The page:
• Jane Austen can stimulate brain function. Presumably, so can other authors.
  • “I am posting this for people who have Kindles, are in the U.S., and might want to get this. I am not posting this for people to tell me that they hate Kindles, hate all e-books, or are grumpy because they do not live in a country where they can download this.” Neil Gaiman makes a PA on Facebook.
  • You know who loves e-books? Kids.
  • As for the old-fashioned, paper kind, well, nowadays they’re less “reading material” and more “business cards.”
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    A Week in Culture: Dan Chiasson, Poet

    December 1, 2010 | by

    DAY ONE

    6:15 A.M. Our children wake us up. Nobody wants anything read to them this morning. They are involved in some kind of acrimonious negotiation involving Lego heads (“That’s my head!” “It’s MY head!” “No, mine!” et cetera) so I go into the next room and start thinking about a class I am guest teaching today at BU. I’ve been reading (and writing) father-son poems, and I think, Why not just tell the students what’s on my mind: Sir Walter Raleigh’s poem for his son, “Three Things There Be.” The poem comes in several variants; I print them out and look at a brief discussion of the variants as well as the provocative “spoiled riddle” poems (poems that act like riddles but give their solutions away) on Slate, by Robert Pinsky.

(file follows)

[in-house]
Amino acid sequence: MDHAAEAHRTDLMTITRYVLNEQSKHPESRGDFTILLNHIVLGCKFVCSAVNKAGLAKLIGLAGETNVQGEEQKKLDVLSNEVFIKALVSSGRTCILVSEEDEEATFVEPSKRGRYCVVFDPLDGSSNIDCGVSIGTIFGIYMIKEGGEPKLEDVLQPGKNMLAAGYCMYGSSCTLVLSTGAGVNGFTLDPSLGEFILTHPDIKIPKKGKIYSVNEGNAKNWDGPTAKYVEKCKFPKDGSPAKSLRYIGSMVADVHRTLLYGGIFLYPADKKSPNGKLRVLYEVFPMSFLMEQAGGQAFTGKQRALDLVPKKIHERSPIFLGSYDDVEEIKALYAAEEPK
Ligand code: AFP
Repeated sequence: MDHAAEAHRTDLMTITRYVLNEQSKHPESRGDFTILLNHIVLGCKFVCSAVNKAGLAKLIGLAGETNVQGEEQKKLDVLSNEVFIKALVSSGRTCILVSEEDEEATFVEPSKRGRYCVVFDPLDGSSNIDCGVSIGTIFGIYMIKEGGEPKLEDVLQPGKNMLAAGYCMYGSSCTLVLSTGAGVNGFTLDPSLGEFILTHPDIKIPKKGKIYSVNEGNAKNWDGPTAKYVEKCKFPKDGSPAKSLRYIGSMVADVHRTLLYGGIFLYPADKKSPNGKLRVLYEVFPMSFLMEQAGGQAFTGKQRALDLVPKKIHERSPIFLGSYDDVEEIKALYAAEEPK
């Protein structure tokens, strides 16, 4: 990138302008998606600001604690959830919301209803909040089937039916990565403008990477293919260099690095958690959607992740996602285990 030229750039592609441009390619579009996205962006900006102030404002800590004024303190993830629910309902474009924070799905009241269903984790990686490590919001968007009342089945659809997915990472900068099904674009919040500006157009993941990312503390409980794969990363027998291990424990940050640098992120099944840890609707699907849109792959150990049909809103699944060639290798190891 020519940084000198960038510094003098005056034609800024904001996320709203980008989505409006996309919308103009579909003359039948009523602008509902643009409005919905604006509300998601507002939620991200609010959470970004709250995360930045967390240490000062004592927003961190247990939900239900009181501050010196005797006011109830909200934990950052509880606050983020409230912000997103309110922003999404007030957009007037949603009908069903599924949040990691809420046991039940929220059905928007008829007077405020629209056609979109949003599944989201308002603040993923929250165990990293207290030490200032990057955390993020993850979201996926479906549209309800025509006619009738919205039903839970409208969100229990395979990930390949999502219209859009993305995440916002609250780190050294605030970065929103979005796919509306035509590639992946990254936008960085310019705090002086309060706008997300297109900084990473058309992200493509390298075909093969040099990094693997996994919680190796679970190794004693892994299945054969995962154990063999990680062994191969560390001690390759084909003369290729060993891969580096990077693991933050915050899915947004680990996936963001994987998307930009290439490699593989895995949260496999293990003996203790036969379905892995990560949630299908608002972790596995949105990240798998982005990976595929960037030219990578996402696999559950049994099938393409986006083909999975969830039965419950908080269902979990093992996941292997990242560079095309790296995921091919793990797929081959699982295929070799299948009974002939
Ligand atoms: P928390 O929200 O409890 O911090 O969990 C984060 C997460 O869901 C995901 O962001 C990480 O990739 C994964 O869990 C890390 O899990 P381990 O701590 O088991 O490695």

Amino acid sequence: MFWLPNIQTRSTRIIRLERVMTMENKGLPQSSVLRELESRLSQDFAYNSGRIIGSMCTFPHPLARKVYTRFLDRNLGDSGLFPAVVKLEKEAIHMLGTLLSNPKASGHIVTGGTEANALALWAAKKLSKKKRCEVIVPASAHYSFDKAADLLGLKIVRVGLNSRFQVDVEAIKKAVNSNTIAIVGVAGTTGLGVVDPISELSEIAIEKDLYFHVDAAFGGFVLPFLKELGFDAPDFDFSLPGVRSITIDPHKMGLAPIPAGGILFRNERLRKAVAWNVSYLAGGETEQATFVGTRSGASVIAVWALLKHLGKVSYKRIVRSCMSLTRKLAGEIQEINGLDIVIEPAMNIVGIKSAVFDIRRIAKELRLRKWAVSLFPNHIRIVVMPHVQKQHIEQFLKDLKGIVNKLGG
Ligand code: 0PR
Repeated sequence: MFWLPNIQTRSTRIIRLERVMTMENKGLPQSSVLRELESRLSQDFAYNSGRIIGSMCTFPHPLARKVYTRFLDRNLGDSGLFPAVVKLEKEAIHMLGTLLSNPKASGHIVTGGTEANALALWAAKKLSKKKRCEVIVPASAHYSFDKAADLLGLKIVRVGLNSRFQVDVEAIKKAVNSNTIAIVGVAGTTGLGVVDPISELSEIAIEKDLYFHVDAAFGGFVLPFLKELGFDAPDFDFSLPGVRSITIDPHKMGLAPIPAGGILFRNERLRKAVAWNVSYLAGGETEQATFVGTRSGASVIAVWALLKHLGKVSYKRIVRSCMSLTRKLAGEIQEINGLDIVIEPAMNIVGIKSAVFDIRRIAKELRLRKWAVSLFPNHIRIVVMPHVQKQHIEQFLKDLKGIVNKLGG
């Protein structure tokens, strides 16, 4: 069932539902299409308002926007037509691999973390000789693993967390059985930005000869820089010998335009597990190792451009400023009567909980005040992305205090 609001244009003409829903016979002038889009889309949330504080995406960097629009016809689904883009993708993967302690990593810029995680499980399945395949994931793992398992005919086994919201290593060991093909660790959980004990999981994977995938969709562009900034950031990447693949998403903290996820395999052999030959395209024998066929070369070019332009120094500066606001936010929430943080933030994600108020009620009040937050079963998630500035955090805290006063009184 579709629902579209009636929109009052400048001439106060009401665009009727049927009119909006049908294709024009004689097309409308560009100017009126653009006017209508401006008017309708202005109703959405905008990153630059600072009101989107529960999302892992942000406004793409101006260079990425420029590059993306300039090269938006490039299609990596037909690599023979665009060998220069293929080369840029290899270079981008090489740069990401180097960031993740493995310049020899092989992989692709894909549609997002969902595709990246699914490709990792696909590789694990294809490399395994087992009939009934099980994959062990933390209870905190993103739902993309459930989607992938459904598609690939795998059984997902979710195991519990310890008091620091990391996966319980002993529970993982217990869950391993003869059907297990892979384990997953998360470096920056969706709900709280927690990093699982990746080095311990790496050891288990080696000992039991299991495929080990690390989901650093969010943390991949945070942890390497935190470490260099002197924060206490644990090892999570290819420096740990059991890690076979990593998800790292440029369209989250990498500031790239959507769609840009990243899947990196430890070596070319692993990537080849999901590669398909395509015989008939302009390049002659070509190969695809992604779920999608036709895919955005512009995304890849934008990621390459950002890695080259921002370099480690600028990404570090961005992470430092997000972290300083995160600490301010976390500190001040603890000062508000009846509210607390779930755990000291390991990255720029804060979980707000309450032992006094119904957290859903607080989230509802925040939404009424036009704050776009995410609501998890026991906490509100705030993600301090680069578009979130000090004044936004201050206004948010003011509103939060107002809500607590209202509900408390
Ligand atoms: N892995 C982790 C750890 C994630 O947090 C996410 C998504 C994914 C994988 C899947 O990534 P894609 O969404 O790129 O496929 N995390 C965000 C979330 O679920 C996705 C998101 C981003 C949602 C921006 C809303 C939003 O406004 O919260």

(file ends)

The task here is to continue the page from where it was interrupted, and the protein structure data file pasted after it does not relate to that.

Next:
I go to the Times website, and there is (fortuitously) this article on metaphor and the brain. I skim it for something I can say to the class. Neuroscience is very keen on poets and poetry these days: It turns out that when you call someone a cockroach, you activate the same part of your brain that can recall the picture of an actual cockroach

    8:30 A.M. I head into Boston. It’s an hour drive this time of day. I get a four-shot latte at Karma Coffee, Route 20 in Sudbury (do yourself a favor). I am listening a lot to the Byrds’s Sweetheart of the Rodeo these days, especially “One Hundred Years from Now.” I have a problem that technology has solved. When I like a song, I listen to it over and over for weeks at a time. You used to have to keep rewinding the tape, and the tape would snap or come unraveled. Now, with iPods, it’s no problem.